“One area of the disk that may experience particularly high traffic is the journaling area of the disk, which is used by the operating system’s journaling file system. A journaling file system is used to reduce the likelihood of file corruption in the event of a system crash during the writing of file data to the disk drive. In a journaling file system, changes are written to or logged into a journal, which is usually contained in a reserved space on the hard drive, before the changes are committed to the main file system.
“A journaling file system maintains a journal of the changes it intends to make ahead of time, so that after crash the recovery simply involves replaying changes from the journal until the file system is consistent. To increase the average speed of file storage, the space on the disk drive that is reserved for the journal is usually toward the outer circumference of the disk, where the data processing speed is faster. This process provides the advantage that, in the event of a system crash during a file update, at least one uncorrupted version of the file will exist.
“Due to the fact that the journal is written during every write operation to the disk, the journal will usually be a very high traffic area. As a high traffic area, the journal may tend to experience more ATI and/or ATE, and as a result, the data correction algorithms may tend to be initiated more often for the journal area compared to other areas of the disk.
“Certain disclosed embodiments provide a disk drive with a solid state memory, such as a flash memory, wherein the flash memory may be used to store frequently updated information, such as a database or journaling information. Storing the frequently updated information to the flash memory rather than to the disk may result in more efficient use of the disk drive. For example, storing the journaling information to the flash memory instead of the disk may eliminate a particularly high traffic area from the disk, resulting in fewer executions of the correction algorithms, which would otherwise consume disk drive resources. For another example, moving the journal off the disk drive frees up more space on the disk drive for regular file storage.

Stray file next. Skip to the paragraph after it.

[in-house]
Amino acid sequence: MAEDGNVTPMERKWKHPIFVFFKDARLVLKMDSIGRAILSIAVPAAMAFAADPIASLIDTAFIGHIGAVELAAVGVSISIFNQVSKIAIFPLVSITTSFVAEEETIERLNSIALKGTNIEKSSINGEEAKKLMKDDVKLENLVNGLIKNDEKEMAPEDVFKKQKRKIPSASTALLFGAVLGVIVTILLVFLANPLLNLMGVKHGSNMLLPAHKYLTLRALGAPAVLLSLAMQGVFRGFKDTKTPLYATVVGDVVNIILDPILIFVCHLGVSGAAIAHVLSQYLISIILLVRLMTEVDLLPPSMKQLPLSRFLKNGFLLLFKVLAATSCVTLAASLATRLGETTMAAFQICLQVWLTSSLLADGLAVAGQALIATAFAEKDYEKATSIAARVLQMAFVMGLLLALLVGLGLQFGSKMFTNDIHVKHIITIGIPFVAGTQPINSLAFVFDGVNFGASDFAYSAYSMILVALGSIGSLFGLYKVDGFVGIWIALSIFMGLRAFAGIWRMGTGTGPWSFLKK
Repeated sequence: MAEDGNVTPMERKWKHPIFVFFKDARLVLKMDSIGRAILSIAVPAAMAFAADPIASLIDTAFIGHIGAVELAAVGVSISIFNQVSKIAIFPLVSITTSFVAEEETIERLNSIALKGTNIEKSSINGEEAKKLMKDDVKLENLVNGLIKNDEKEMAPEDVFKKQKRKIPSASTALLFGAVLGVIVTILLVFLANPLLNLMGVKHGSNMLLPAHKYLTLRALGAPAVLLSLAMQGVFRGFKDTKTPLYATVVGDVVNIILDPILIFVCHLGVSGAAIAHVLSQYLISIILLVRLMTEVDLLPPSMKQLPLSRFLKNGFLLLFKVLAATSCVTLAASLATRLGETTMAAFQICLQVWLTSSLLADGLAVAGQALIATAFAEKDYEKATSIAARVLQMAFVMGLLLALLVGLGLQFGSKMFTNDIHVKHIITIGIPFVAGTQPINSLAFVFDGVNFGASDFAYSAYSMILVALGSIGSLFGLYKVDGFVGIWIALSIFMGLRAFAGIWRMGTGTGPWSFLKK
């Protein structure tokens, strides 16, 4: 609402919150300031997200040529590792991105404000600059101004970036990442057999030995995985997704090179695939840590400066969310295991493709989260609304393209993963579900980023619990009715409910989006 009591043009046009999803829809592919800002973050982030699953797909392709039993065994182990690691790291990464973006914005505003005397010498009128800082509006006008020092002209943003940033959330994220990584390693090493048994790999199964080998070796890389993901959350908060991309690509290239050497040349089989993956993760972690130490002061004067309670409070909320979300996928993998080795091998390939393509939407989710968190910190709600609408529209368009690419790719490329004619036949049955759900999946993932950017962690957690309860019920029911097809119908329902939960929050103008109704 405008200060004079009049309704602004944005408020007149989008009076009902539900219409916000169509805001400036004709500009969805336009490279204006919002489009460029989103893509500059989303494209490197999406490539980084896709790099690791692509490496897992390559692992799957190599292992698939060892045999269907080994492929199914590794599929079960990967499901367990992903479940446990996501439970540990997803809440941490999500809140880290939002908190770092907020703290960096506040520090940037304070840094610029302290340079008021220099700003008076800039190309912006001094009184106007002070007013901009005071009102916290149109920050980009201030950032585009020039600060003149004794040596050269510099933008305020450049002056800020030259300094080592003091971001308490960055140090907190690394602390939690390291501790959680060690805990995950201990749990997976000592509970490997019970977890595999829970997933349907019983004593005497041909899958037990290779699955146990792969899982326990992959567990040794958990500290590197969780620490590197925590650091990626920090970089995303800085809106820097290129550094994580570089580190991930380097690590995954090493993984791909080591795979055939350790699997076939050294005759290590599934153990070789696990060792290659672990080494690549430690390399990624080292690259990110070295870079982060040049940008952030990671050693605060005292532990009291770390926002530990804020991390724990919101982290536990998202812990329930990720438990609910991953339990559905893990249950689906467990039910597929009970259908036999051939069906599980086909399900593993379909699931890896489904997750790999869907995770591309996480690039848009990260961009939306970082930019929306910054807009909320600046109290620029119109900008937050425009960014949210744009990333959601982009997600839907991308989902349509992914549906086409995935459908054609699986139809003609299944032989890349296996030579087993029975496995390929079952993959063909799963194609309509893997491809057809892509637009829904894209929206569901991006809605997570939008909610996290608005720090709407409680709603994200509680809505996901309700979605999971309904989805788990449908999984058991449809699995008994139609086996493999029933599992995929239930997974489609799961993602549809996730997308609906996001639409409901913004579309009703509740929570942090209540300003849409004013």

“Additionally, the disk space made available by the absence of the journal may include the higher speed memory at the outer tracks of the disk. In some embodiments, the journal may be stored to both the flash memory and the disk drive. In this way, the reliability of the drive may be improved by providing a second redundant journal. In this embodiment, the redundant journal may be saved toward the center of the disk, thus reserving the higher speed outer tracks for regular file storage. Furthermore, information stored in the solid state memory, e.g., the flash memory, may be moved to the disk in response to a sleep event and returned to the flash memory in response to a wake event.”